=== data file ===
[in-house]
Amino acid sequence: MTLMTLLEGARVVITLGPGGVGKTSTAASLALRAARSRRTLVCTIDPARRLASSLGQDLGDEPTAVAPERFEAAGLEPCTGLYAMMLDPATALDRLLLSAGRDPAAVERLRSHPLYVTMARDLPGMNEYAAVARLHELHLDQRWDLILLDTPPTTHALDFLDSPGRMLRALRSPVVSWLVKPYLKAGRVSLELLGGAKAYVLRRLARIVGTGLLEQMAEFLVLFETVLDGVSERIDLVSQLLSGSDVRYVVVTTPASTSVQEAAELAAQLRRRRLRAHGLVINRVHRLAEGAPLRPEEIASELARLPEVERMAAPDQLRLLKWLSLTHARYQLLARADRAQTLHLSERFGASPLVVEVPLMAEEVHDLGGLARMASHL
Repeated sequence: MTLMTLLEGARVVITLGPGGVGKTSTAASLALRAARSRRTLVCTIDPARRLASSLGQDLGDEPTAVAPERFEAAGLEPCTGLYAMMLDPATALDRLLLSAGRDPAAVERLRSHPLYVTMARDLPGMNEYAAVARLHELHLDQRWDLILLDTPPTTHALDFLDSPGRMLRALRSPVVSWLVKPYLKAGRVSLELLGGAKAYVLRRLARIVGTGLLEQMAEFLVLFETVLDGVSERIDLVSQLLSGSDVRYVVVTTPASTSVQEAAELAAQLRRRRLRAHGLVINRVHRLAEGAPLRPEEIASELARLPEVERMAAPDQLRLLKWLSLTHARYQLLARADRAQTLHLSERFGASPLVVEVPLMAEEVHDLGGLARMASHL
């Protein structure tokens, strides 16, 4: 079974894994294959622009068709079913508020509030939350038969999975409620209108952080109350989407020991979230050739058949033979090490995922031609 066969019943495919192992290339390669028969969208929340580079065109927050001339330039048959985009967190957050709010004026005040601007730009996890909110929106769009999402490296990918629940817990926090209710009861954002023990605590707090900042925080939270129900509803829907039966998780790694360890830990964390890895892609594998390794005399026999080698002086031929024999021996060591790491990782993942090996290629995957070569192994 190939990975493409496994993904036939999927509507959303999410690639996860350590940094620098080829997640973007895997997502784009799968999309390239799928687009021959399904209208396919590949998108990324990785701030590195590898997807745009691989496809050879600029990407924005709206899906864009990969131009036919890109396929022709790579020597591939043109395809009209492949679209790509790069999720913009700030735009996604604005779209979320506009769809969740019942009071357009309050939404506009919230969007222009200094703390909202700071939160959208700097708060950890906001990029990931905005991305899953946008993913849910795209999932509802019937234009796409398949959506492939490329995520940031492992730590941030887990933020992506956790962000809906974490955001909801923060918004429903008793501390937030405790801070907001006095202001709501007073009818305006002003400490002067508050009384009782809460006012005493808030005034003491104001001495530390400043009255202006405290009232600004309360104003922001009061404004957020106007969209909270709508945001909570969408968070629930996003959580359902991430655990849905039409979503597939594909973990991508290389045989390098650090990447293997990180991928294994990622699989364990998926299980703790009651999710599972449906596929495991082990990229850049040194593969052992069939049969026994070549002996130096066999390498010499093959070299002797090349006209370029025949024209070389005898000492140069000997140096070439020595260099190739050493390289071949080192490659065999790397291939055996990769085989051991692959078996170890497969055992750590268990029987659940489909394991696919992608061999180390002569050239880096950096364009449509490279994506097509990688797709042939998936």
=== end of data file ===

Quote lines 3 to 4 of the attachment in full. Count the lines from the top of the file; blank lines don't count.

Repeated sequence: MTLMTLLEGARVVITLGPGGVGKTSTAASLALRAARSRRTLVCTIDPARRLASSLGQDLGDEPTAVAPERFEAAGLEPCTGLYAMMLDPATALDRLLLSAGRDPAAVERLRSHPLYVTMARDLPGMNEYAAVARLHELHLDQRWDLILLDTPPTTHALDFLDSPGRMLRALRSPVVSWLVKPYLKAGRVSLELLGGAKAYVLRRLARIVGTGLLEQMAEFLVLFETVLDGVSERIDLVSQLLSGSDVRYVVVTTPASTSVQEAAELAAQLRRRRLRAHGLVINRVHRLAEGAPLRPEEIASELARLPEVERMAAPDQLRLLKWLSLTHARYQLLARADRAQTLHLSERFGASPLVVEVPLMAEEVHDLGGLARMASHL
């Protein structure tokens, strides 16, 4: 079974894994294959622009068709079913508020509030939350038969999975409620209108952080109350989407020991979230050739058949033979090490995922031609 066969019943495919192992290339390669028969969208929340580079065109927050001339330039048959985009967190957050709010004026005040601007730009996890909110929106769009999402490296990918629940817990926090209710009861954002023990605590707090900042925080939270129900509803829907039966998780790694360890830990964390890895892609594998390794005399026999080698002086031929024999021996060591790491990782993942090996290629995957070569192994 190939990975493409496994993904036939999927509507959303999410690639996860350590940094620098080829997640973007895997997502784009799968999309390239799928687009021959399904209208396919590949998108990324990785701030590195590898997807745009691989496809050879600029990407924005709206899906864009990969131009036919890109396929022709790579020597591939043109395809009209492949679209790509790069999720913009700030735009996604604005779209979320506009769809969740019942009071357009309050939404506009919230969007222009200094703390909202700071939160959208700097708060950890906001990029990931905005991305899953946008993913849910795209999932509802019937234009796409398949959506492939490329995520940031492992730590941030887990933020992506956790962000809906974490955001909801923060918004429903008793501390937030405790801070907001006095202001709501007073009818305006002003400490002067508050009384009782809460006012005493808030005034003491104001001495530390400043009255202006405290009232600004309360104003922001009061404004957020106007969209909270709508945001909570969408968070629930996003959580359902991430655990849905039409979503597939594909973990991508290389045989390098650090990447293997990180991928294994990622699989364990998926299980703790009651999710599972449906596929495991082990990229850049040194593969052992069939049969026994070549002996130096066999390498010499093959070299002797090349006209370029025949024209070389005898000492140069000997140096070439020595260099190739050493390289071949080192490659065999790397291939055996990769085989051991692959078996170890497969055992750590268990029987659940489909394991696919992608061999180390002569050239880096950096364009449509490279994506097509990688797709042939998936």